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Although there are many different political tendencies among the Islamic states, they arrive at consensus positions in the Organization of the Islamic Conference (OIC). The 2004 Final Communique of the ministers of foreign affairs of the OIC includes the following remarks about terrorism, which shows clearly their differences with the Europeans:
The Meeting reaffirmed its resolve to combat all forms and manifestations of terrorism, including state terrorism, and its determination to participate in the multilateral global efforts to eradicate this menace, rejected selectivity and double standards in combating terrorism, and any attempts to link terrorism to a specific religion or culture. It also reiterated its support for the convening of an international conference under the aegis of the United Nations to define terrorism and stress the need for efforts to be exerted to conclude a convention on international terrorism that would differentiate between terrorism and legitimate struggle of peoples under colonial or alien domination and foreign occupation for self-determination in accordance with the United Nations Charter and international law. The Meeting reaffirmed that situations of foreign occupation are governed by international humanitarian law and not by conventions on terrorism, it also called upon all Member States, who have not done so, to take the necessary steps towards the ratification of the OIC Convention on Combating International Terrorism.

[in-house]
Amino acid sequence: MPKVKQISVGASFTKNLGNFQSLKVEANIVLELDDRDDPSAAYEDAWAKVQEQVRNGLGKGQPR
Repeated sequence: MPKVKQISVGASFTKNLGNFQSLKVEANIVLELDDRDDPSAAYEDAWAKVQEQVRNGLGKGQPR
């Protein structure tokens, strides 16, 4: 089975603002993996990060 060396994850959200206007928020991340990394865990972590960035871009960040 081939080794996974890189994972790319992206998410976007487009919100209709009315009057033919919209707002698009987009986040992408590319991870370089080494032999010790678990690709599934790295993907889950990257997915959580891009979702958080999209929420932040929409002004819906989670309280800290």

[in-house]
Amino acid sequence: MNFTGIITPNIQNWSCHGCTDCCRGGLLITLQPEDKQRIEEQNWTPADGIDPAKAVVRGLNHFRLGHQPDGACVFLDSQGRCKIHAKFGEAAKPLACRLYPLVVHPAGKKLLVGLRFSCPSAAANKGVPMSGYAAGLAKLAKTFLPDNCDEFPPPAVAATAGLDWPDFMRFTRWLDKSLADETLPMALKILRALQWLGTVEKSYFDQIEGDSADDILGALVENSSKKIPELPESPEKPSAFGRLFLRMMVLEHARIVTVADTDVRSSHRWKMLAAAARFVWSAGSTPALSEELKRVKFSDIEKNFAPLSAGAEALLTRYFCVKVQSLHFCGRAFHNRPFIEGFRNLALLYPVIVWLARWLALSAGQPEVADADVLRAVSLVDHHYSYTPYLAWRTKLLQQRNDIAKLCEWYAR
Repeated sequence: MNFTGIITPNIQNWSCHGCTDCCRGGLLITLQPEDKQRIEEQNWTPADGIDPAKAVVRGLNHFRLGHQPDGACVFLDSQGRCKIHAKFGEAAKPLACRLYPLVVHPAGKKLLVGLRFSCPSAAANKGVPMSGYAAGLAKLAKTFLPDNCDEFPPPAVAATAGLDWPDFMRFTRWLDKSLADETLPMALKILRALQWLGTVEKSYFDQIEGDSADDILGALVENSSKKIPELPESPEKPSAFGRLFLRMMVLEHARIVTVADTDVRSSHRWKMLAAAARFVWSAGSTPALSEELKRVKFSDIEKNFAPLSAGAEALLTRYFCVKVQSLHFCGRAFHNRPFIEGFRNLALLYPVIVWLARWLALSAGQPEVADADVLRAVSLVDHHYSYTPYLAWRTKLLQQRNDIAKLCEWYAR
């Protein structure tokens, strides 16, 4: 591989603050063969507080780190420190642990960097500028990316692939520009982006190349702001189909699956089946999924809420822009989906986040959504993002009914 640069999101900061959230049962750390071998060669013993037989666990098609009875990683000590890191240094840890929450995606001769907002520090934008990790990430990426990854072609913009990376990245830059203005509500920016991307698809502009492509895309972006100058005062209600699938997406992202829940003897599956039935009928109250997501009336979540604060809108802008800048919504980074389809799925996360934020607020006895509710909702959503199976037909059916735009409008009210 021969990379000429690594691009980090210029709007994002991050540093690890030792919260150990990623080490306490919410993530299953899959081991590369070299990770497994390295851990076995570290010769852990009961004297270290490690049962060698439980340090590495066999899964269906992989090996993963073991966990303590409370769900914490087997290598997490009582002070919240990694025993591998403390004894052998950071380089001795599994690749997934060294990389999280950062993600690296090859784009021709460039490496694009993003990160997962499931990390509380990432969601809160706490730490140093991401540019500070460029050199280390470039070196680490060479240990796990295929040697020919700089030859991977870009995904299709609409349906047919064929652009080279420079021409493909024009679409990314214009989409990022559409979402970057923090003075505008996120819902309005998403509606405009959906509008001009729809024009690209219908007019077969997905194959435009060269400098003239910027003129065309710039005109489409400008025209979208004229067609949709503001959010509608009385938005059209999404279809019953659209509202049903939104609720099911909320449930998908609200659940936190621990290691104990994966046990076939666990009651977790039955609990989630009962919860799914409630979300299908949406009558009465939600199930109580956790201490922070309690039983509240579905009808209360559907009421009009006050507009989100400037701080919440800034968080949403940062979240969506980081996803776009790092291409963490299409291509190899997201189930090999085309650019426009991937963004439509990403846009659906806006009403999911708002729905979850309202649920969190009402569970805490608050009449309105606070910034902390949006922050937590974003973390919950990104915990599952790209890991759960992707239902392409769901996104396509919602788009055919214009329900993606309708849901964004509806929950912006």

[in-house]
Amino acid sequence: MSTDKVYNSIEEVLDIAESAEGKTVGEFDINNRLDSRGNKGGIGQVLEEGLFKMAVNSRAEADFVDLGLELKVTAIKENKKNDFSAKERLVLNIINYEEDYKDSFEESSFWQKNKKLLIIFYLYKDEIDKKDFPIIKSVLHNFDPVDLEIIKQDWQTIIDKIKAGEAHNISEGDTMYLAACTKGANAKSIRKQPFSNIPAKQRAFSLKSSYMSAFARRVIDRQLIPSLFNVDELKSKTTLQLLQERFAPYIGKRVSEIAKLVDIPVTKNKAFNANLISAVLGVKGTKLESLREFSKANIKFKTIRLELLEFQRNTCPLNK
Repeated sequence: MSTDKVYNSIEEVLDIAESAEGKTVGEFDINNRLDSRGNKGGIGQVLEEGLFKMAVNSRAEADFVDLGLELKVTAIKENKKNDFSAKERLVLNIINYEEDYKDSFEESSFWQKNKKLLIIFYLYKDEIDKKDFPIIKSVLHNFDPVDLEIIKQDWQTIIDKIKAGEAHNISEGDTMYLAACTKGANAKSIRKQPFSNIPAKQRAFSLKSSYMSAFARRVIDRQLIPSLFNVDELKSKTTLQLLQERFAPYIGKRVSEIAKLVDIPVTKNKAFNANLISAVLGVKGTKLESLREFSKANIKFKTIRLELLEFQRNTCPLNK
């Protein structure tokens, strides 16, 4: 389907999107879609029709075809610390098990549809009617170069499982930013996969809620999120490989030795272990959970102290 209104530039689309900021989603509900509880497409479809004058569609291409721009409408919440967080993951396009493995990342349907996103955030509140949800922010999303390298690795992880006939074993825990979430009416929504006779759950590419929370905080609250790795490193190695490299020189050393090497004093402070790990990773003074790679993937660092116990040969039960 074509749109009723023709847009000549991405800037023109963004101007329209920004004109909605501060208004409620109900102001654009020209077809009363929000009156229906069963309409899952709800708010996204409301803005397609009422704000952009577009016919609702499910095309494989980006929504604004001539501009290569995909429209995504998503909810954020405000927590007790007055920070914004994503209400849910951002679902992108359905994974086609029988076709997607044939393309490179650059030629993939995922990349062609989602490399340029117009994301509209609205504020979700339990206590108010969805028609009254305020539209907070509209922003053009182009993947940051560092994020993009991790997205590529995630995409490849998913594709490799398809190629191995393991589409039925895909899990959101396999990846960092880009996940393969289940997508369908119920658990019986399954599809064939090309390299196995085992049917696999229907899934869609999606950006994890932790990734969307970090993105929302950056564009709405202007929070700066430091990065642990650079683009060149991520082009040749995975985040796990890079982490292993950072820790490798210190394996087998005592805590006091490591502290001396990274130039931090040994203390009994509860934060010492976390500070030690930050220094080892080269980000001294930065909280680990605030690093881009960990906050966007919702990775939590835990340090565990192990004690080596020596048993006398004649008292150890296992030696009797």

Notice the specific mention of state terrorism and the need for a UN definition of terrorism that would distinguish it from "legitimate struggle." These differentiate their position from those of the US and Europe.